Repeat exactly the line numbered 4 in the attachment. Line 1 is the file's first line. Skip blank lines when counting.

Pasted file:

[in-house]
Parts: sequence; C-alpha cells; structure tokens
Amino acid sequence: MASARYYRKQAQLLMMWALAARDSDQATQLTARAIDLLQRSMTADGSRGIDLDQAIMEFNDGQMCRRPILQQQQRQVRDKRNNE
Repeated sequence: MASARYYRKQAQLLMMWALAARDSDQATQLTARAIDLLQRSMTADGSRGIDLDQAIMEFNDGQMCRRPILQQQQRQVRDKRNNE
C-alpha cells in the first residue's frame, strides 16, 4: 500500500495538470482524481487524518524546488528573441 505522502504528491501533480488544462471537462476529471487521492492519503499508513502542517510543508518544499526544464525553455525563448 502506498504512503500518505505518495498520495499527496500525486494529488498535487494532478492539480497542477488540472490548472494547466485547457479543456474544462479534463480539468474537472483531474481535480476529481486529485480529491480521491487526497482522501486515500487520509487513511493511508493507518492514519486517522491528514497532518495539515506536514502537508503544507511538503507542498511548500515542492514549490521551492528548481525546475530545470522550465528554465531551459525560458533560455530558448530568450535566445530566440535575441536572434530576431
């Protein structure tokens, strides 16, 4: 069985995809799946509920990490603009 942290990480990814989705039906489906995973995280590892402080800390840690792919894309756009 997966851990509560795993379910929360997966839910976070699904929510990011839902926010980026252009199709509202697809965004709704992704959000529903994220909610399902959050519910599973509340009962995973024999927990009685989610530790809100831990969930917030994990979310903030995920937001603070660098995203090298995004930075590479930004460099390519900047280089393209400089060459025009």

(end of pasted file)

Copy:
Repeated sequence: MASARYYRKQAQLLMMWALAARDSDQATQLTARAIDLLQRSMTADGSRGIDLDQAIMEFNDGQMCRRPILQQQQRQVRDKRNNE